1.5. History Themes
African cinema, like cinema in other world regions, covers a wide variety of topics. In Algiers in 1975, the Pan African Federation of Filmmakers FEPACI adopted the Charte du cineaste africain Charter of the African cineaste, which recognized the importance of postcolonial and neocolonial realities in African cinema. The filmmakers start by recalling the neocolonial condition of African societies. "The situation contemporary African societies live in is one in which they are dominated on several levels: politically, economically and culturally." African filmmakers stressed their solidarity with progressive filmmakers in other parts of the world. African cinema is often seen a part of Third Cinema.
Some African filmmakers, for example Ousmane Sembene, try to give African history back to African people by remembering the resistance to European and Islamic domination.
The African filmmaker is often compared to the traditional griot. Like griots, filmmakers task is to express and reflect communal experiences. Patterns of African oral literature often recur in African films. African film has also been influenced by traditions from other continents, such as Italian neorealism, Brazilian Cinema Novo and the theatre of Bertolt Brecht.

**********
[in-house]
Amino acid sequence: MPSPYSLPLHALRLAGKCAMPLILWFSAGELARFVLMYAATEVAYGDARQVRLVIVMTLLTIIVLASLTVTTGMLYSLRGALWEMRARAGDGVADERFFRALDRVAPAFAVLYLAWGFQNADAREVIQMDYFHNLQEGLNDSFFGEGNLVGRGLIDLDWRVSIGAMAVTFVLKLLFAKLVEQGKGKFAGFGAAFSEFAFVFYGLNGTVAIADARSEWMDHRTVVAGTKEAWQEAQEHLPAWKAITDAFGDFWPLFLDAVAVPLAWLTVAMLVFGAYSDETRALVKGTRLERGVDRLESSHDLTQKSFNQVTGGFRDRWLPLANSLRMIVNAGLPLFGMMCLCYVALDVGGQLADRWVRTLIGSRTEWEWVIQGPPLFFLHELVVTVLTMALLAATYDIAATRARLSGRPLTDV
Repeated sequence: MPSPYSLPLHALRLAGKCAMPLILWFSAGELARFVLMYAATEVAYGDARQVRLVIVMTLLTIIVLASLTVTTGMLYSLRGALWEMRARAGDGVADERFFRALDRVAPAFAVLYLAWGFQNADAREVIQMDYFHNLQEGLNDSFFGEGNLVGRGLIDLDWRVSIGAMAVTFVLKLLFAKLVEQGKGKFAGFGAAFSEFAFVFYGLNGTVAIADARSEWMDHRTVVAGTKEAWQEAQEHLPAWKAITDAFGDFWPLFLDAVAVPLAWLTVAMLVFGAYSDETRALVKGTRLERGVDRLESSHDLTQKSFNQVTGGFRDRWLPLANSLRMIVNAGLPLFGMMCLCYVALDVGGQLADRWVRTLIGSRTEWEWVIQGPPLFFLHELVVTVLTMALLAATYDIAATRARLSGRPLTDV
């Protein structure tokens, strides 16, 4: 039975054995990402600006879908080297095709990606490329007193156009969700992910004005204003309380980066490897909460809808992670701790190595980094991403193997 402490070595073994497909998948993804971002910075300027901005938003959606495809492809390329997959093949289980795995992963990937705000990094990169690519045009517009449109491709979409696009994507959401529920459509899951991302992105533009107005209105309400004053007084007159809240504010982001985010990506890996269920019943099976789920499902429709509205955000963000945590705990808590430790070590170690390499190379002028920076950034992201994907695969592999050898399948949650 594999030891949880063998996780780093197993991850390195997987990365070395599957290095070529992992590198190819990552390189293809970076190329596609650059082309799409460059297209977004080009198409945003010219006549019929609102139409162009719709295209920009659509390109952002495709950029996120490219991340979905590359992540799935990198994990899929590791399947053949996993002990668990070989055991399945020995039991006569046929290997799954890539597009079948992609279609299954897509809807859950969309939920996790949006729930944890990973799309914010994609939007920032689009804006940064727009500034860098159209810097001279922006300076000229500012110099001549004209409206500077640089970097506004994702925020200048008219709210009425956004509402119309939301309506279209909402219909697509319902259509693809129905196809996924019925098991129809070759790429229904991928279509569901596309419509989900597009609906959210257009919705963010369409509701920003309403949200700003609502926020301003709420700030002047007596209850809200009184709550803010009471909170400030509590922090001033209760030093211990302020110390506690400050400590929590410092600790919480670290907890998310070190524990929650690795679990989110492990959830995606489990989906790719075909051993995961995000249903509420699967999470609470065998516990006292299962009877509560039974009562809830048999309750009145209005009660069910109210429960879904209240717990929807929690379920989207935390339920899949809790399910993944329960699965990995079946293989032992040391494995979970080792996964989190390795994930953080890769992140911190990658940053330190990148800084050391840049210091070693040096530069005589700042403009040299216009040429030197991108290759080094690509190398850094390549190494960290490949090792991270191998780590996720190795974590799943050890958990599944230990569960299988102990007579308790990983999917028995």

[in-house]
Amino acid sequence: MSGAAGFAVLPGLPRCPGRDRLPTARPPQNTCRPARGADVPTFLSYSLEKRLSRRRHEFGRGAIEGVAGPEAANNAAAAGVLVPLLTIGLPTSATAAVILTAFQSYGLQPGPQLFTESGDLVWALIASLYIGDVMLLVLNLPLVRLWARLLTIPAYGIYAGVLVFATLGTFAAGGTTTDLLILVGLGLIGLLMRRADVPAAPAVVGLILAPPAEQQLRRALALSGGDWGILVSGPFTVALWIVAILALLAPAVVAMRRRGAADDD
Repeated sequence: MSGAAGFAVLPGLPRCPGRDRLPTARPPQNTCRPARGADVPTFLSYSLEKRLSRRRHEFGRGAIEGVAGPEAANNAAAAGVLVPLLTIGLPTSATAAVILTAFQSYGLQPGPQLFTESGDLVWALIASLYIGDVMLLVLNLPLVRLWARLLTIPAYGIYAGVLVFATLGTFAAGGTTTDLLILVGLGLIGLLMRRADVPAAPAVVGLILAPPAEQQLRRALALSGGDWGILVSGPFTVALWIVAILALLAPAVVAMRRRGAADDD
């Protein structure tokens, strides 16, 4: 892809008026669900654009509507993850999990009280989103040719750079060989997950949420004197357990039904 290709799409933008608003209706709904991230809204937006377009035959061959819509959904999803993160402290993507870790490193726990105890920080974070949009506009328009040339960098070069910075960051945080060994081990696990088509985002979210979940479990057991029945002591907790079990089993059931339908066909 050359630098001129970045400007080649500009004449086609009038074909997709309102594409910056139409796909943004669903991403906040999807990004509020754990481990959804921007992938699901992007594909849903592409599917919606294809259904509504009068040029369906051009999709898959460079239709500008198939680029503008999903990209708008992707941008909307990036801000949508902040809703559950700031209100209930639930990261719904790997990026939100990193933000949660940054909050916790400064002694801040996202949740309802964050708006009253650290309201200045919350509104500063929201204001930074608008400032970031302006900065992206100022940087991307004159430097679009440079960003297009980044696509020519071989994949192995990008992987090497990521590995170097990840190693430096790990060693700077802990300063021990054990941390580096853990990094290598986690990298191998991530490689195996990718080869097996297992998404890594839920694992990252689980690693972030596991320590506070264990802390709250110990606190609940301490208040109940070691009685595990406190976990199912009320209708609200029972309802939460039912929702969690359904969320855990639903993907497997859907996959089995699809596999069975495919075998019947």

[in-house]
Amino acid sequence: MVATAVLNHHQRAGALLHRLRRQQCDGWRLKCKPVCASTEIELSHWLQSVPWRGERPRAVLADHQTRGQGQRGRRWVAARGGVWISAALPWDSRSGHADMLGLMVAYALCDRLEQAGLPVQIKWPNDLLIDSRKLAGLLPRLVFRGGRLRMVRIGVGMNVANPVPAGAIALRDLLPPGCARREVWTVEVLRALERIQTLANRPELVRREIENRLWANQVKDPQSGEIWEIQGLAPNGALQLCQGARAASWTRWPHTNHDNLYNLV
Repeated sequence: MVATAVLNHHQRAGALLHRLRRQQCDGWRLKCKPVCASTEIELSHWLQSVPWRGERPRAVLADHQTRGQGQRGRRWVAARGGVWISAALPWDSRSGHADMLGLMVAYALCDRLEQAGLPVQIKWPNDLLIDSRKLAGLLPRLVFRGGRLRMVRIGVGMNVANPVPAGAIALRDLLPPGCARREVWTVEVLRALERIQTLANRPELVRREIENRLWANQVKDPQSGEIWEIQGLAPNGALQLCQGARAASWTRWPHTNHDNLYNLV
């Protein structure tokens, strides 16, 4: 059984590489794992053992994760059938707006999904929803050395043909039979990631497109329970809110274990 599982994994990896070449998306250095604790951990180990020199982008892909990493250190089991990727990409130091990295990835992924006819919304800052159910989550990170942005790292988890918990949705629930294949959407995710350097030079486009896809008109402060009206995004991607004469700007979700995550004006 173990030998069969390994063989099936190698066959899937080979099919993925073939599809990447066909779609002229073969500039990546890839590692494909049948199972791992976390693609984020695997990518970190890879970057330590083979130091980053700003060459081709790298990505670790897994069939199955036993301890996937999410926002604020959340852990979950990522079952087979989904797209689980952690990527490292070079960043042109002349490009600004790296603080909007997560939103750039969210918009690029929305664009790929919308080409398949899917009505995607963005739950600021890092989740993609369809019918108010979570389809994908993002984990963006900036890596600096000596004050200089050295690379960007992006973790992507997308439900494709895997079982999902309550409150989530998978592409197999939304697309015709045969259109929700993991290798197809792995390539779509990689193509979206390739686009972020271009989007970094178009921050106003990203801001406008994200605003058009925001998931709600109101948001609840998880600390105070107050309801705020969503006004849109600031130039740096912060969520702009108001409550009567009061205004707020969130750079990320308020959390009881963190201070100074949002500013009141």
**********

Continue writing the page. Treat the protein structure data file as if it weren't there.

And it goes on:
In Mauritania CINEPARC RIBAT AL BAHR is an open air Drive-in Cinema located in Nouakchott, the only one of its kind in Africa. In addition to the projection schedule, the drive-in have a new application iOS and Android provides you with the biggest international movie database in which you can find information such as plot summaries, cast members, production crews, critics reviews, ratings, fan trivia, and much more about movies, series, and all cinematic work.
2. List of cinema by region
- Cinema of Tunisia
- Cinema of Algeria
- Cinema of Egypt
- Cinema of Togo
- Cinema of Liberia
- Cinema of Niger
- Cinema of Burkina Faso
- Cinema of Senegal
- Cinema of Ghana
- Cinema of Nigeria
- Cinema of Mauritania
- Cinema of Ethiopia
- Cinema of Tanzania
- Cinema of Sudan